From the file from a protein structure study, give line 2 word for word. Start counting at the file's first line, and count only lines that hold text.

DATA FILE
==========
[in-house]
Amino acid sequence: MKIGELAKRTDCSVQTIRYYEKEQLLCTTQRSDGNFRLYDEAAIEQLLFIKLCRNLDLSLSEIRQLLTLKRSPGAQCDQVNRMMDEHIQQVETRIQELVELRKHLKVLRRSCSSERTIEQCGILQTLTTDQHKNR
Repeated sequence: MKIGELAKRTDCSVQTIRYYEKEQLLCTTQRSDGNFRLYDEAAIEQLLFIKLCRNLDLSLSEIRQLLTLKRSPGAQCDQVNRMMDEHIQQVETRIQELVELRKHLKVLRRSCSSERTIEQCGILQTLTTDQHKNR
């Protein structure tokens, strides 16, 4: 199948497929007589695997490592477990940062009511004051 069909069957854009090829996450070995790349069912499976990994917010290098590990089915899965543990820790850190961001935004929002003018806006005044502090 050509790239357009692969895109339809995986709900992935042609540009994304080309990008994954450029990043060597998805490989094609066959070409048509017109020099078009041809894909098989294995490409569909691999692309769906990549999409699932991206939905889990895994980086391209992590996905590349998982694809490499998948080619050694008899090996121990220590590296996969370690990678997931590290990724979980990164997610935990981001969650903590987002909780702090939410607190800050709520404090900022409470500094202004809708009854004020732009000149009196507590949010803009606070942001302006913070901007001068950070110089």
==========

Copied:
Amino acid sequence: MKIGELAKRTDCSVQTIRYYEKEQLLCTTQRSDGNFRLYDEAAIEQLLFIKLCRNLDLSLSEIRQLLTLKRSPGAQCDQVNRMMDEHIQQVETRIQELVELRKHLKVLRRSCSSERTIEQCGILQTLTTDQHKNR